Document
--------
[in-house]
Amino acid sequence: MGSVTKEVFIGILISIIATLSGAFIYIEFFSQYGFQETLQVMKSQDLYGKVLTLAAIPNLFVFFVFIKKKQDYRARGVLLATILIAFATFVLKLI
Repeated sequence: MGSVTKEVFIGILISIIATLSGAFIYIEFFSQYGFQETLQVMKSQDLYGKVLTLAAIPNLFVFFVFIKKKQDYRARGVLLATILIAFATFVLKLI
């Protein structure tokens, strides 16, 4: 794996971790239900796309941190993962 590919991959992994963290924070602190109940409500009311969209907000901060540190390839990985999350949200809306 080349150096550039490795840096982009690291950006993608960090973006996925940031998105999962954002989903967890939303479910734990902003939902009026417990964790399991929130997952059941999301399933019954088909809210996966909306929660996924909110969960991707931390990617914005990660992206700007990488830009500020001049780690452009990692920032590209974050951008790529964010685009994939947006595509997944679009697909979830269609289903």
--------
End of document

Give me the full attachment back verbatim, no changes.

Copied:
[in-house]
Amino acid sequence: MGSVTKEVFIGILISIIATLSGAFIYIEFFSQYGFQETLQVMKSQDLYGKVLTLAAIPNLFVFFVFIKKKQDYRARGVLLATILIAFATFVLKLI
Repeated sequence: MGSVTKEVFIGILISIIATLSGAFIYIEFFSQYGFQETLQVMKSQDLYGKVLTLAAIPNLFVFFVFIKKKQDYRARGVLLATILIAFATFVLKLI
């Protein structure tokens, strides 16, 4: 794996971790239900796309941190993962 590919991959992994963290924070602190109940409500009311969209907000901060540190390839990985999350949200809306 080349150096550039490795840096982009690291950006993608960090973006996925940031998105999962954002989903967890939303479910734990902003939902009026417990964790399991929130997952059941999301399933019954088909809210996966909306929660996924909110969960991707931390990617914005990660992206700007990488830009500020001049780690452009990692920032590209974050951008790529964010685009994939947006595509997944679009697909979830269609289903």